In 54 and 55 Viet. Ch. 19, Section 1(3), the language employed was :
The provisions of Section 134 of the said Act (set out in the schedule) shall apply as if they were herein enacted.
It is unnecessary to mention the other provisions because a comparison of the recognised formulae with the text of Section 12 of the Act shows that the provisions of the Sea Customs Act 1878 were not meant to be incorporated in the Act and were only to be applicable to the extent notified by the Central Government for the purpose of the duty leviable under Section 3.
8. Another aspect which has been presented under the second contention is that the impugned notification is bad and stands vitiated because under the previous notification which applies Section 172 of the Sea Customs Act 1878 it was a Magistrate who had to bring his judicial mind to bear on the expediency or desirability of issuing a warrant for search whereas under the present notification after the enactment of the Customs Act 1962 it is the Assistant Collector of Customs who performs executive functions and who has been empowered to issue the warrant for search and seizure. The decision of this Court in Collector of Customs & Excise. Cochin and Ors. v. A.S. Bava : 1973ECR18(SC) . has been sought to be pressed into service in support of the argument that extension of Section 105(1) is illegal. In that case the provisions of Section 129 of the Sea Customs Act 1878 had been applied under Section 12 of the Act. Section 129 dealt with the procedure relating to appeals and required an appellant to deposit pending the appeal the duty or penalty imposed and empowered the appellate authority, in its discretion, to dispense with such deposit pending the appeal in any particular case. There was a provision in the Act itself, Section 35, which gave an unfettered right of appeal to a person aggrieved by any decision or order made under the Act. It was in these circumstances that it was held that Section 129 of the Sea Customs Act 1878 could not be made applicable so as to whittle down the substantive right of appeal conferred by Section 35 of the Act. The ratio of that decision can afford no assistance to the appellant in the present case. By the notification issued under Section 12 of the Act after the enactment of Customs Act 1962, the previous notification under the Sea Customs Act 1878 stood superseded and no question survives with regard to the validity of the notification issued in 1963 and amended in 1965.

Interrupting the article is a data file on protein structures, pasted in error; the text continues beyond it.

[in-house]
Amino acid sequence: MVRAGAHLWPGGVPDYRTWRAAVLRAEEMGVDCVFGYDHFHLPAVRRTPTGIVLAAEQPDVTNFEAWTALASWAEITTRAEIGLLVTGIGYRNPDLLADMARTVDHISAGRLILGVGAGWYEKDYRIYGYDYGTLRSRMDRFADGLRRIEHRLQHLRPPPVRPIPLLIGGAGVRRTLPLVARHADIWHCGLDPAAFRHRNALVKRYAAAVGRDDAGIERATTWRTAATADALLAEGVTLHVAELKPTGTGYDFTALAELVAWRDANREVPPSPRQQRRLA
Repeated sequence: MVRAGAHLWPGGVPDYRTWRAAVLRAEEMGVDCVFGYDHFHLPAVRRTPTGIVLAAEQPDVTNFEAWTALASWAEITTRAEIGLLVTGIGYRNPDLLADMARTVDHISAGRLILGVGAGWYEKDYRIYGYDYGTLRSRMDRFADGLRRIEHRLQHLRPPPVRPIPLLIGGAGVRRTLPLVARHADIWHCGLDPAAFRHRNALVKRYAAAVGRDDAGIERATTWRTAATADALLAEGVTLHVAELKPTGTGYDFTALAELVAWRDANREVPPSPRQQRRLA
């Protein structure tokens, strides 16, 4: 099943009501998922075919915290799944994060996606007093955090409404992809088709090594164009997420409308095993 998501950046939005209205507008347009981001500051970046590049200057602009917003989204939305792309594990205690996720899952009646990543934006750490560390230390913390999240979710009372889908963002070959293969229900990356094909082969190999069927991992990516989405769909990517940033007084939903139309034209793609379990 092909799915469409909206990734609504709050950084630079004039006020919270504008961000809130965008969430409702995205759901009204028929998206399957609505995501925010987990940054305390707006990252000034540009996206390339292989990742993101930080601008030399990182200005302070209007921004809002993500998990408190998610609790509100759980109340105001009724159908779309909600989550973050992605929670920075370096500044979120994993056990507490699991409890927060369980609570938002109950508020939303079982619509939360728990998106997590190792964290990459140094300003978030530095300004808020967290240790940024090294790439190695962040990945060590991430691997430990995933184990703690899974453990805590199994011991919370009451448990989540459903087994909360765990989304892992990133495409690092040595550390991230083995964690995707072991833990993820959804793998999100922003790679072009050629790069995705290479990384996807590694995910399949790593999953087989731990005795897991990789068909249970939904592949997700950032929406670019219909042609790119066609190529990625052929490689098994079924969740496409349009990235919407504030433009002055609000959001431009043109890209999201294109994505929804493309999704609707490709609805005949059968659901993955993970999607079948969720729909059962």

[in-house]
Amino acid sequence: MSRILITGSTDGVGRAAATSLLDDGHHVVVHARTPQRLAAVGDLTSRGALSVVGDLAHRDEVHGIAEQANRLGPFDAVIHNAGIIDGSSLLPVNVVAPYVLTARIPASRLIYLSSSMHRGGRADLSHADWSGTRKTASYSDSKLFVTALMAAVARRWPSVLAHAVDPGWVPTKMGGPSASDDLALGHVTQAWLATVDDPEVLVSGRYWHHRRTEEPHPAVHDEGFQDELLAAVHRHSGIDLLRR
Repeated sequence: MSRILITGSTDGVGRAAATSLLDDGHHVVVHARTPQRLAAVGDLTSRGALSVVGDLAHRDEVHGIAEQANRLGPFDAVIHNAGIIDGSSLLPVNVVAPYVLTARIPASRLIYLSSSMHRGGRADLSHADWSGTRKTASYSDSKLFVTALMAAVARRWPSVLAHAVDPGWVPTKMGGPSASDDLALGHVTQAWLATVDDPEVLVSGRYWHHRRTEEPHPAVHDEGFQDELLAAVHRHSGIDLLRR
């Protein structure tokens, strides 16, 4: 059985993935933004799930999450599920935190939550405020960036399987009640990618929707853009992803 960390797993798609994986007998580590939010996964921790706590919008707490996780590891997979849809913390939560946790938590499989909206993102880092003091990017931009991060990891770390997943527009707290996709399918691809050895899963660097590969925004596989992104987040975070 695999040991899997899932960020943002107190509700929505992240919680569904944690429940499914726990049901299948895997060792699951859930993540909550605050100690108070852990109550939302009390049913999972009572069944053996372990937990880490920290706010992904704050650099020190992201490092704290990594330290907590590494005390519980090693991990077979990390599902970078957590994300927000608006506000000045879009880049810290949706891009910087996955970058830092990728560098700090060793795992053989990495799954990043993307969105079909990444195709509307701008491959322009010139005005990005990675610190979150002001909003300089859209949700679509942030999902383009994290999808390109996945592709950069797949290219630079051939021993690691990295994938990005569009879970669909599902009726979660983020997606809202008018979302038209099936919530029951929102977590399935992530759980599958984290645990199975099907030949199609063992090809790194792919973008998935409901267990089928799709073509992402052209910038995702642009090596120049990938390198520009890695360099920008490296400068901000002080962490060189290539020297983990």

9. On the third point an attempt was made to argue that the Assistant Collector, while issuing the warrant for search and seizure did not apply his' mind to the relevant and necessary facts. Our attention has been invited to the warrant itself in which the documents have not been particularised or specified but the words 'certain documents' have been used. The learned single judge dealt with this matter fully and repelled the contention that there was no relevant material before the authority upon which the belief could be founded in terms of Section 105(1) of the Customs Act 1962 by the Assistant Collector. We find no merit in this contention.
10. The appeal fails and it is dismissed with costs.